Federal Regulators Debate Catch Reduction As Striped Bass Drop

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Alex DeMetrick has been a general assignment reporter with WJZ...
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BALTIMORE (WJZ) — First it was another season of fewer crabs, now it’s striped bass. The population is still strong in Maryland waters, but other states are seeing a decline.

Alex DeMetrick reports that’s opened the door to new catch restrictions.

Because they breed in the Chesapeake, striped bass, also called rockfish, concentrate in Maryland. But elsewhere:

“Up in New England, for example, they see fewer and fewer fish. So we’ve had a decline in the stock for the last ten years now,” said William Goldsborough, Chesapeake Bay Foundation scientist.

And that decline has the Atlantic States Fisheries Commission considering a reduction in the catch.

“Right now, the model shows that a 30 percent reduction would bring the fishing mortality back to the target level in one year,” said Tom O’Connell, Department of Natural Resources Fisheries.

Which would hit Maryland’s sort fishing industry hard, and commercial watermen harder.

“If you had a 30 percent reduction, it will make a large imprint on the amount of fish we’re able to catch with our pound nets and gill nets,” said waterman Russel Dize.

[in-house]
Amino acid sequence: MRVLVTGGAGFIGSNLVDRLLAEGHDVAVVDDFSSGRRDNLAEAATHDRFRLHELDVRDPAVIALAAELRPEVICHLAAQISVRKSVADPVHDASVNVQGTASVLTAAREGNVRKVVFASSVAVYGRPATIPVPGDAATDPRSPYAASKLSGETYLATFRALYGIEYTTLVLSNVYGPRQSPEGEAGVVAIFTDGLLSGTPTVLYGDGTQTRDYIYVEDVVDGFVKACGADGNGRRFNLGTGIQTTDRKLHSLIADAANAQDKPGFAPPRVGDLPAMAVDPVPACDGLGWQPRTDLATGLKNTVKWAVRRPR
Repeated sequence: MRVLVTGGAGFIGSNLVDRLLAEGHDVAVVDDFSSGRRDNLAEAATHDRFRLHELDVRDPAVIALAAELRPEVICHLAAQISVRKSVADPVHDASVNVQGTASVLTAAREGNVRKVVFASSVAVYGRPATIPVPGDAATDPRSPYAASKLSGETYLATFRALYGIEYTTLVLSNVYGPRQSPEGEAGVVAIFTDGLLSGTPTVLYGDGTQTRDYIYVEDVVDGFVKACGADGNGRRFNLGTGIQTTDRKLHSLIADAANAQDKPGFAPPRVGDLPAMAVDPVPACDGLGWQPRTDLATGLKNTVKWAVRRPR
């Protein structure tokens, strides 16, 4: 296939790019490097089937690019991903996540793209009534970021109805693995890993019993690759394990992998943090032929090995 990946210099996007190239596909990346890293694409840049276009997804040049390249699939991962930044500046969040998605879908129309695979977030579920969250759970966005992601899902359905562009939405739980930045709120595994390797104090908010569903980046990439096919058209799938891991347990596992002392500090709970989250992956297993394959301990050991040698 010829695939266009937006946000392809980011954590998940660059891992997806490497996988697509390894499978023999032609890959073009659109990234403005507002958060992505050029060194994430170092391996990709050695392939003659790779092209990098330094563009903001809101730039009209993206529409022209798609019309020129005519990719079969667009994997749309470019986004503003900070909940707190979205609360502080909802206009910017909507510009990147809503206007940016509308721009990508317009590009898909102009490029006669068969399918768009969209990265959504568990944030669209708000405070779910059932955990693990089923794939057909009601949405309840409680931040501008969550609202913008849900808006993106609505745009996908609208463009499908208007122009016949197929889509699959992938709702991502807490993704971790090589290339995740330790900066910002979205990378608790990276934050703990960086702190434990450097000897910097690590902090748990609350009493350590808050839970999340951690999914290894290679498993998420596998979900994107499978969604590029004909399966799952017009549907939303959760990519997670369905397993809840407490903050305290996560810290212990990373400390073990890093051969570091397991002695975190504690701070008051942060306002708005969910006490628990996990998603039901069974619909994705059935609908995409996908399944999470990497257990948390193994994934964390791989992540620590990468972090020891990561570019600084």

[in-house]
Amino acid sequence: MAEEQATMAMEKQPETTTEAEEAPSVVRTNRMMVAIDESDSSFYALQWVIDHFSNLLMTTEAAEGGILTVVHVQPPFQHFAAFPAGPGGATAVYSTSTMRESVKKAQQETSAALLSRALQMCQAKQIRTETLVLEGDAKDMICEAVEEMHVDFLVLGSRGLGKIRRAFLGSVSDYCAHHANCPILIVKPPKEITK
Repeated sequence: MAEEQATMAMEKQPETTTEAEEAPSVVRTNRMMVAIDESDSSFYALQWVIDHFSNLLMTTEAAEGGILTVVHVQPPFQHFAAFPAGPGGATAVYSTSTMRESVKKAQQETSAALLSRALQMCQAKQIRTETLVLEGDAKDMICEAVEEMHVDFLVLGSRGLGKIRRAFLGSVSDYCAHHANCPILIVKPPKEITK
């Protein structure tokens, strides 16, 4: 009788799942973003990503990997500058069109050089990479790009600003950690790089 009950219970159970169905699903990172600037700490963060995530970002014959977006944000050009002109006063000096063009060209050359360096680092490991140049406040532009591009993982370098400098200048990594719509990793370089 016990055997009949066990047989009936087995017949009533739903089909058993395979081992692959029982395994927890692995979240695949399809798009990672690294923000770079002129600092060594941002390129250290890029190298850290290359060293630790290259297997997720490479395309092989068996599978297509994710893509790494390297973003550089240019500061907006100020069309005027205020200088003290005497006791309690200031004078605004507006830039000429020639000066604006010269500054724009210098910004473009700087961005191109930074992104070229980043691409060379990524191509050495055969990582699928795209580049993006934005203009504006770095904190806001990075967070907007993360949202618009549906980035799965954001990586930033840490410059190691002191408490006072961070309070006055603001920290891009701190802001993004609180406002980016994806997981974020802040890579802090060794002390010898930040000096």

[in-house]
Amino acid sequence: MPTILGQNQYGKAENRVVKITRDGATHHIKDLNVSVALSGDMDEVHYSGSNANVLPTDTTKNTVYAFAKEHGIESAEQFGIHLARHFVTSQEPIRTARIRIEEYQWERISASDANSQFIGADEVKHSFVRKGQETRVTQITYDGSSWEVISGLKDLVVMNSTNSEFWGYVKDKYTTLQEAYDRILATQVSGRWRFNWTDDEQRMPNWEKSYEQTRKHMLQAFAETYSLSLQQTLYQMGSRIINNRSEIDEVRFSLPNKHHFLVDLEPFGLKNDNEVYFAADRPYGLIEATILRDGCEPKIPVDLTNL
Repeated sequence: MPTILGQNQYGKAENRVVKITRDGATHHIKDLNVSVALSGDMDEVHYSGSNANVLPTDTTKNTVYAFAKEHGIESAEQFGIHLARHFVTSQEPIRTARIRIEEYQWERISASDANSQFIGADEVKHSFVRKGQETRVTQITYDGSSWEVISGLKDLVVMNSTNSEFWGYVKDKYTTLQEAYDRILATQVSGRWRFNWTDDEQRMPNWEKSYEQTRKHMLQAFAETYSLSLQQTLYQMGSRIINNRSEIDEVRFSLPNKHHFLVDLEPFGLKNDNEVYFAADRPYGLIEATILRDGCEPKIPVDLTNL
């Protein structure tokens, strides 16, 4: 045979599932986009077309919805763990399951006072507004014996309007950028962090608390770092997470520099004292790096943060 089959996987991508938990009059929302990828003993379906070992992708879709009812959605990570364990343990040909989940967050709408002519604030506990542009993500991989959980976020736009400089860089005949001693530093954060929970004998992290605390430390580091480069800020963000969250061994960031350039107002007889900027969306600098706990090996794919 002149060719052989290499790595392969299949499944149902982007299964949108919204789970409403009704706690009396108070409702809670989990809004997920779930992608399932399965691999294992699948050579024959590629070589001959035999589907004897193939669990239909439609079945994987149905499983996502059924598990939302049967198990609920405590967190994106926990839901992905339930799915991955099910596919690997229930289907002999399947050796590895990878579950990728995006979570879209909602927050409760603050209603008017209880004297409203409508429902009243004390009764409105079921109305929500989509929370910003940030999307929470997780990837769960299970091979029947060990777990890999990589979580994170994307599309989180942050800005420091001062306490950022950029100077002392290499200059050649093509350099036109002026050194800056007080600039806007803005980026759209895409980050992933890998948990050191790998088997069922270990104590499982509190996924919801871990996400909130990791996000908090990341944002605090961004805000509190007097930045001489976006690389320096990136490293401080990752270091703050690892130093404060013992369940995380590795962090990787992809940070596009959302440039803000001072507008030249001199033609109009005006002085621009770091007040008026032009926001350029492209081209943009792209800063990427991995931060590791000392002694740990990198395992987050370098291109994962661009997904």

To ease the blow, Maryland’s commission members are pushing to reduce the catch by ten percent for three years.

“I wouldn’t call it a crisis,” said Goldsborough.

That’s because surveys found the overall stock numbers in the bay are still good, and a large spawn a few years ago should bring more striped bass to other East Coast states as fish mature.

It’s a balancing act, trying to protect the most fish while causing the least amount of economic pain.

“There’s some sectors that are willing to take that reduction and others sectors that are not,” O’Connell said.

But a reduction of some sort is on the horizon.

The commission will reduce catch limits this coming fall.

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